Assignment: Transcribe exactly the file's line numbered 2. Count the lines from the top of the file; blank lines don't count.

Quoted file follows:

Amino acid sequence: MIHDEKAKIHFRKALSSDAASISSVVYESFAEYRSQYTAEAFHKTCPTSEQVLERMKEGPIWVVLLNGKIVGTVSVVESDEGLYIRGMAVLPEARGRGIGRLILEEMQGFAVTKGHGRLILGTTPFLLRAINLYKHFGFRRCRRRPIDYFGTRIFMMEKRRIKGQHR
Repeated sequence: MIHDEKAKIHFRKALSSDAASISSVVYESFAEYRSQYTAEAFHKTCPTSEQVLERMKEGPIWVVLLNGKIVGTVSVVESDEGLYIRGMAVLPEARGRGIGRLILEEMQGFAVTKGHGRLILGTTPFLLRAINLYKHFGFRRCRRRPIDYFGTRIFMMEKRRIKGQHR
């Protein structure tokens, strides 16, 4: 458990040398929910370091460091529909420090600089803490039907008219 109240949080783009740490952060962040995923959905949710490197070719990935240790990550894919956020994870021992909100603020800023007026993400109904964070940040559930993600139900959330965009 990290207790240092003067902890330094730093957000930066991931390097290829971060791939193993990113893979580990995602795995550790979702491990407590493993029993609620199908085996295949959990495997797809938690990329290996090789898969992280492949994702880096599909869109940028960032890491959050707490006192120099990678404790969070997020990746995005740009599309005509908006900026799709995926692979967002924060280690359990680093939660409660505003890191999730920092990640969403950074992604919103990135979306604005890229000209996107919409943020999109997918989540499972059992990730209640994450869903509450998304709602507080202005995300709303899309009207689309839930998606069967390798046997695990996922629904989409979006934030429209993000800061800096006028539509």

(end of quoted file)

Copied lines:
Repeated sequence: MIHDEKAKIHFRKALSSDAASISSVVYESFAEYRSQYTAEAFHKTCPTSEQVLERMKEGPIWVVLLNGKIVGTVSVVESDEGLYIRGMAVLPEARGRGIGRLILEEMQGFAVTKGHGRLILGTTPFLLRAINLYKHFGFRRCRRRPIDYFGTRIFMMEKRRIKGQHR